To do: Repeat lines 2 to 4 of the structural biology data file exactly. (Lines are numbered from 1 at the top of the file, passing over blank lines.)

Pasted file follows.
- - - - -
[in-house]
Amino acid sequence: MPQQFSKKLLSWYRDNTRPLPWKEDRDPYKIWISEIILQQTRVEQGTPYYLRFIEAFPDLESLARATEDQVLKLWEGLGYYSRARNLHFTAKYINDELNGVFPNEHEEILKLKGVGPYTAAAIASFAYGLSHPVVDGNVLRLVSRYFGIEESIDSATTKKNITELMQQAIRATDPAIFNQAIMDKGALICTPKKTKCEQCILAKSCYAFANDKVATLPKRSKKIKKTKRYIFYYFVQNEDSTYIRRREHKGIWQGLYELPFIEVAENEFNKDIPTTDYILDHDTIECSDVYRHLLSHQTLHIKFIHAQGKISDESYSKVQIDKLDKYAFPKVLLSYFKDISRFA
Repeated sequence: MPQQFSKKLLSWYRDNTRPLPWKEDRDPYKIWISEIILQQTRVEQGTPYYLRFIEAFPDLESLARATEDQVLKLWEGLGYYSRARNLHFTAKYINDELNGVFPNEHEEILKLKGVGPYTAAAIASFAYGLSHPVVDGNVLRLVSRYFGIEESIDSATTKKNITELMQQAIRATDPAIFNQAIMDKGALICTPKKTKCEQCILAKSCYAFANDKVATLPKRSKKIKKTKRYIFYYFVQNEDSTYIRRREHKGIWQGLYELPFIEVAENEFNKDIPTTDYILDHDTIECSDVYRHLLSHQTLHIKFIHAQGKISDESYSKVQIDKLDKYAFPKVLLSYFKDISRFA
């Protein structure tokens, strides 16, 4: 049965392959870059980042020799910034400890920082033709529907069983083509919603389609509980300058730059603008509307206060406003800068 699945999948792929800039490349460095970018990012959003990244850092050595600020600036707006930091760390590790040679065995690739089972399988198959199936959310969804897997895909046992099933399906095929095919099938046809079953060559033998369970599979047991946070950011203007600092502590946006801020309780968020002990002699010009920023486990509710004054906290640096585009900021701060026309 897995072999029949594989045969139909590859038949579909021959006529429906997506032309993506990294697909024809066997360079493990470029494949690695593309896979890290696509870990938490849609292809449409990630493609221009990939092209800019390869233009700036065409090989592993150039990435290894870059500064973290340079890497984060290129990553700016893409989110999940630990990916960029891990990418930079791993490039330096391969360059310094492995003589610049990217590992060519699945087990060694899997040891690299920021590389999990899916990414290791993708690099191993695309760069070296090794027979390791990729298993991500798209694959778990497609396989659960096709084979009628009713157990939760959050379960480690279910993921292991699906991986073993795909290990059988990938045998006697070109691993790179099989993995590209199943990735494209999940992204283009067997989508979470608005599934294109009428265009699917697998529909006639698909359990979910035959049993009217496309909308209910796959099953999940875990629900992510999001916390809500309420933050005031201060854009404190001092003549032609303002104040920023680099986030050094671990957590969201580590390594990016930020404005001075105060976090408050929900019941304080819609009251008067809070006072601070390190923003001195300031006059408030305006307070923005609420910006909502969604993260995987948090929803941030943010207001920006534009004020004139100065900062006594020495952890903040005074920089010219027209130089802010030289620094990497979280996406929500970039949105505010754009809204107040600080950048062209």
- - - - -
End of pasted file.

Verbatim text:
Amino acid sequence: MPQQFSKKLLSWYRDNTRPLPWKEDRDPYKIWISEIILQQTRVEQGTPYYLRFIEAFPDLESLARATEDQVLKLWEGLGYYSRARNLHFTAKYINDELNGVFPNEHEEILKLKGVGPYTAAAIASFAYGLSHPVVDGNVLRLVSRYFGIEESIDSATTKKNITELMQQAIRATDPAIFNQAIMDKGALICTPKKTKCEQCILAKSCYAFANDKVATLPKRSKKIKKTKRYIFYYFVQNEDSTYIRRREHKGIWQGLYELPFIEVAENEFNKDIPTTDYILDHDTIECSDVYRHLLSHQTLHIKFIHAQGKISDESYSKVQIDKLDKYAFPKVLLSYFKDISRFA
Repeated sequence: MPQQFSKKLLSWYRDNTRPLPWKEDRDPYKIWISEIILQQTRVEQGTPYYLRFIEAFPDLESLARATEDQVLKLWEGLGYYSRARNLHFTAKYINDELNGVFPNEHEEILKLKGVGPYTAAAIASFAYGLSHPVVDGNVLRLVSRYFGIEESIDSATTKKNITELMQQAIRATDPAIFNQAIMDKGALICTPKKTKCEQCILAKSCYAFANDKVATLPKRSKKIKKTKRYIFYYFVQNEDSTYIRRREHKGIWQGLYELPFIEVAENEFNKDIPTTDYILDHDTIECSDVYRHLLSHQTLHIKFIHAQGKISDESYSKVQIDKLDKYAFPKVLLSYFKDISRFA
């Protein structure tokens, strides 16, 4: 049965392959870059980042020799910034400890920082033709529907069983083509919603389609509980300058730059603008509307206060406003800068 699945999948792929800039490349460095970018990012959003990244850092050595600020600036707006930091760390590790040679065995690739089972399988198959199936959310969804897997895909046992099933399906095929095919099938046809079953060559033998369970599979047991946070950011203007600092502590946006801020309780968020002990002699010009920023486990509710004054906290640096585009900021701060026309 897995072999029949594989045969139909590859038949579909021959006529429906997506032309993506990294697909024809066997360079493990470029494949690695593309896979890290696509870990938490849609292809449409990630493609221009990939092209800019390869233009700036065409090989592993150039990435290894870059500064973290340079890497984060290129990553700016893409989110999940630990990916960029891990990418930079791993490039330096391969360059310094492995003589610049990217590992060519699945087990060694899997040891690299920021590389999990899916990414290791993708690099191993695309760069070296090794027979390791990729298993991500798209694959778990497609396989659960096709084979009628009713157990939760959050379960480690279910993921292991699906991986073993795909290990059988990938045998006697070109691993790179099989993995590209199943990735494209999940992204283009067997989508979470608005599934294109009428265009699917697998529909006639698909359990979910035959049993009217496309909308209910796959099953999940875990629900992510999001916390809500309420933050005031201060854009404190001092003549032609303002104040920023680099986030050094671990957590969201580590390594990016930020404005001075105060976090408050929900019941304080819609009251008067809070006072601070390190923003001195300031006059408030305006307070923005609420910006909502969604993260995987948090929803941030943010207001920006534009004020004139100065900062006594020495952890903040005074920089010219027209130089802010030289620094990497979280996406929500970039949105505010754009809204107040600080950048062209």